Prof. Tzvi Bentwich of the group said he was impressed by the interest among members of the Palestinian medical services in cooperating with Israel to improve the situation in Gaza. "There are people on the other side who want contact with Israelis and they speak of the necessity to have relations with Israel. The Palestinian health minister in the Hamas government, despite things he said as a politician, was determined and clear regarding the need for professional cooperation in the medical field," Bentwich said.
Bentwich said tight security measures imposed by the Israel Defense Forces at border crossings is stymieing efforts to replenish drugs stocks in Gaza hospitals and preventing patients from receiving necessary treatment.
"On this matter there is total contempt for human life, even if the Palestinians are being forced to get used to the fact that citizens are dying because of shortages in drugs and treatment, or inappropriate treatment," he added.
Bentwich accused the Israeli government's actions fall short of its claims that its policy is to alleviate the dire humanitarian conditions in Gaza.
"It is about time that on this matter the government did what it claims to be doing and doesn't do – to allow free movement for patients, drugs, to assist the ill and needy," he said.
Group members asked the Palestinian health minister for information about kidnapped Corporal Gilad Shalit. "He said that he doesn't know about his condition, that he is not responsible for his kidnap and its consequences and that he doesn't interfere in these matters," Bentwich said of the minister's response.
During the visit Bentwich met a 27-year-old Samah Tatar. Samah underwent a series of operation and treatments in Gaza for a recurring bladder infection but doctors recommended a special catheterization, which is only available in Israeli hospitals.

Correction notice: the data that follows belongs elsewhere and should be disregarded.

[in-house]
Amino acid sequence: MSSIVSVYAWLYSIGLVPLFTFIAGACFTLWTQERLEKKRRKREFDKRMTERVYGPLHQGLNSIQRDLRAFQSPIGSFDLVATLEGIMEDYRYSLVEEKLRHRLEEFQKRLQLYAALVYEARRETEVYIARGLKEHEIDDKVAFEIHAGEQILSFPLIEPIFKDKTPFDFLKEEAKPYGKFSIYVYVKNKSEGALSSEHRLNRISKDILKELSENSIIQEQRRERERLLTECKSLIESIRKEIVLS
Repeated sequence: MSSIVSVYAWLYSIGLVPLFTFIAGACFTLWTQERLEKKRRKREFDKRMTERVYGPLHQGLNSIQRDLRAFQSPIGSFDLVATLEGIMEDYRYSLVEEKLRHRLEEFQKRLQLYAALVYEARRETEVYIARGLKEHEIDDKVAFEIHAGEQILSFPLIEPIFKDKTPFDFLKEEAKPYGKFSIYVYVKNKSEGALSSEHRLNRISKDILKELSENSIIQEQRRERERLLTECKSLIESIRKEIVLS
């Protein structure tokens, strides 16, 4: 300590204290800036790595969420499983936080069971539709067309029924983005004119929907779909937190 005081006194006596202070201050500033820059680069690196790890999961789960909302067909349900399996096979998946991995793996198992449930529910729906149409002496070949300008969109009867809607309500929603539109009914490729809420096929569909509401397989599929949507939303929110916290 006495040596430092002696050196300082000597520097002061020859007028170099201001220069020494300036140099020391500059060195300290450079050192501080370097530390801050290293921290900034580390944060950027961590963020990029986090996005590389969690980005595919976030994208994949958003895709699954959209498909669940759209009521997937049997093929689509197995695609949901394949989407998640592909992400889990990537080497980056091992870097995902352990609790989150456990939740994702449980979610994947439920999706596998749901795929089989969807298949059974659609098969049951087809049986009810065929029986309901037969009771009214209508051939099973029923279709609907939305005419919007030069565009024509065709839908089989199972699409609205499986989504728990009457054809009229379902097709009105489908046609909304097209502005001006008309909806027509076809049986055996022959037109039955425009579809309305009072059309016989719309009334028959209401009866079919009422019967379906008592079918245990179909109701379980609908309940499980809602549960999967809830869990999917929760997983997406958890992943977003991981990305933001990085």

Her father, Dr Salameh Tatar, said his daughter's situation is likely to deteriorate if she doesn't undergo the catheterization in Israel or elsewhere.
"We submitted a request to enter the Ichilov Hospital (in Tel Aviv), but they told us my daughter is banned for security considerations," he said.
"I am surprised by this claim. A young woman, a student suffering from a serious illness and who can hardly walk, which security threat does she bring? That's a humanitarian case and I hope they will help us to save my daughter … Please help us," he said.
'Palestinians are shooting themselves in the foot'
IDF officials said the army is doing its best to ensure the passage of humanitarian aid and cargo into the Gaza Strip despite the tricky security situation.
They said terror organizations place a high priority on targeting border crossings operated by Israel, forcing random closures and disruptions.
"The Palestinians are shooting themselves in the foot," officials said. "Last week a tunnel was uncovered, and apparently it was dug to carry out a bombing attack under a main building at the Karni crossing. In a situation like this it is impossible to open the crossing and allow dozens of Israelis to work there and endanger their lives. We had attacks at the Erez crossing and many others in the Gaza Strip in the past and it is no secret that terror groups have made it their aim to attack border crossings," the officials said.
The officials noted that efforts are being made to find an alternative to the Karni crossing to transport tons of humanitarian aid into Gaza.